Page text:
The creator of an iconic cartoon strip shares her quirky humor in prose form.
Like millions of other women, Guisewite (The Mother-Daughter Dance, 2016, etc.), creator of the megapopular comic strip “Cathy,” has fears, concerns, and outrages; from 1976 to 2010, she expressed them all with a delightful sense of fun. Now that she’s retired from drawing her “Cathy” strip, which at its peak appeared in more than 1,400 newspapers, the author turns to prose, presenting short essays and sidebars about her major life change when the strip ended. “I got older,” she writes, “which I hadn’t factored in, and became even more obnoxious and belligerent than my child or my parents, incapable of even committing to exercise five minutes a day. I thought that when I quit my job, the pace of all the change would slow down. But it didn’t. It sped up.” The author’s topics, many of which she explored in her comic strip, range widely: aging parents who refuse to let go of their stuff and don’t feel old despite being in their 90s; how she has outgrown all her shoes; eating and skin care habits and body image issues; inability to fit into a sports bra; desire to commit to an exercise program; terror at trying on a swimsuit; the difficulties of organizing a house; her life with her now college-bound daughter and how much things have changed for women since her own mother was young. Although some of the essays are repetitive and clunky in their attempts at comedy, Guisewite hits the mark more often than not. It’s a collection that isn’t likely to appeal to readers who were never “Cathy” fans (Ack!), but the author offers a new way to savor the humor of her classic comic-strip character.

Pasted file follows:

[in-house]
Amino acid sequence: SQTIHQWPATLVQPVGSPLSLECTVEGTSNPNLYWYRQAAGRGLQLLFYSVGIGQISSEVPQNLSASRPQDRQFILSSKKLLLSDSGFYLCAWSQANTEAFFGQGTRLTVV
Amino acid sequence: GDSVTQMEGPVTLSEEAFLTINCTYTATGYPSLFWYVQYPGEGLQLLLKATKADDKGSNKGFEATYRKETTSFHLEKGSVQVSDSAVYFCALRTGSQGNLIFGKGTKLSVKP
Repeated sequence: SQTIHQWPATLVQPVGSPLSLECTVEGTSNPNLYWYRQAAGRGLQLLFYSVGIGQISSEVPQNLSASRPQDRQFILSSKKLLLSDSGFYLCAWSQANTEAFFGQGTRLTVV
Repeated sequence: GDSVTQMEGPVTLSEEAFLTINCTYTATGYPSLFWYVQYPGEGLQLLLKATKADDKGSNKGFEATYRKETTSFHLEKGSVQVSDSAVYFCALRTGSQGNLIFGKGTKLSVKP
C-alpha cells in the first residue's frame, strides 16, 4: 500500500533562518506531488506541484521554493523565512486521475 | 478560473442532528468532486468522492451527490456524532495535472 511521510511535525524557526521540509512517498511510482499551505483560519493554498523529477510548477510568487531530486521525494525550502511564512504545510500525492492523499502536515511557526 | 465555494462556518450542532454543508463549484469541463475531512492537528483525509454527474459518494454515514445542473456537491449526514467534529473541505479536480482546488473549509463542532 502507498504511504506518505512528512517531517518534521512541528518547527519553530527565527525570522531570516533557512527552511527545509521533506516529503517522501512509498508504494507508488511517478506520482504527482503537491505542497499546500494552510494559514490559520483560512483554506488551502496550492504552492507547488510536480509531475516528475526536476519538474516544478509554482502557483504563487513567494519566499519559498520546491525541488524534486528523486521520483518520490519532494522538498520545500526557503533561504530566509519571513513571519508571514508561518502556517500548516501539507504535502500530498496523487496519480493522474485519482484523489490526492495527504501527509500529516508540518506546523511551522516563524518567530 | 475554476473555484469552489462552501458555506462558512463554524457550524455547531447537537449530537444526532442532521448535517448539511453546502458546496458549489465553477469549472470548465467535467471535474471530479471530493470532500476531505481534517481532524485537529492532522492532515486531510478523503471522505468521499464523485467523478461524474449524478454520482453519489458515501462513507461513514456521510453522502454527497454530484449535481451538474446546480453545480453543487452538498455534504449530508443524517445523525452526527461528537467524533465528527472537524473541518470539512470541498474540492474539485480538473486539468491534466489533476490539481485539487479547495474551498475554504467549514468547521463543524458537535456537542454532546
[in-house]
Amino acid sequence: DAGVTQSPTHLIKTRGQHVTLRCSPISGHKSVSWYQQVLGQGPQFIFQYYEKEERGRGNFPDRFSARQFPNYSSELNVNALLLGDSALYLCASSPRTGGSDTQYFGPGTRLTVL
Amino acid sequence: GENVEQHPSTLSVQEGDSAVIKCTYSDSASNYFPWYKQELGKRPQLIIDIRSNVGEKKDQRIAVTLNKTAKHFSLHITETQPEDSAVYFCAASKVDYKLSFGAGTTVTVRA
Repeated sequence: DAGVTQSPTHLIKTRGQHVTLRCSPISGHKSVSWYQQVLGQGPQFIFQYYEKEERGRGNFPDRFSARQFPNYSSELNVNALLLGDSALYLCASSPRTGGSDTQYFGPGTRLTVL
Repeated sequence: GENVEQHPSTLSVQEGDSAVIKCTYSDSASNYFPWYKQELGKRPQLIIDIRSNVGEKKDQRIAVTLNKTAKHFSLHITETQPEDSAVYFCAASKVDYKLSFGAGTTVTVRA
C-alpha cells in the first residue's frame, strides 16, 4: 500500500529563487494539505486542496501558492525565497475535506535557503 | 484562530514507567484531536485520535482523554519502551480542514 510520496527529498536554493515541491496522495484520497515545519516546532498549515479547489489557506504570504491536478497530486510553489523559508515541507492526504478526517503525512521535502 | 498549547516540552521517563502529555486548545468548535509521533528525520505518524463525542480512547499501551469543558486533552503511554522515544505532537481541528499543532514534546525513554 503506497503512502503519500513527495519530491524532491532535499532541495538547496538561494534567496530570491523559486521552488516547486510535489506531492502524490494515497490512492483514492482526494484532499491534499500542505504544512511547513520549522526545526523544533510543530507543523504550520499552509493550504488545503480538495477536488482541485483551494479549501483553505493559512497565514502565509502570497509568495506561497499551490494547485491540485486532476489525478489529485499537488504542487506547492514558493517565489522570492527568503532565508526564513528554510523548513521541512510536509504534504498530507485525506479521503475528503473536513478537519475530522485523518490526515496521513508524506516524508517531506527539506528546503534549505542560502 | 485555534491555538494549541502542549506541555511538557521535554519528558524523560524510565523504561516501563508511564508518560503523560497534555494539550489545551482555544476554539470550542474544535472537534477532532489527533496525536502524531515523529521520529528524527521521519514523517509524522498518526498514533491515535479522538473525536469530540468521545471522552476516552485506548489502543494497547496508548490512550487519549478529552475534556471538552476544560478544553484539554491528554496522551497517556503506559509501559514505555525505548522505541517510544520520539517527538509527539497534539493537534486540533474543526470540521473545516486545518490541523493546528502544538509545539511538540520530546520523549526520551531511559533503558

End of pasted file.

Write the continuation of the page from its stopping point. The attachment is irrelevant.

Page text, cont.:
Absurd and often witty takes on life as a caregiver, mother, and woman.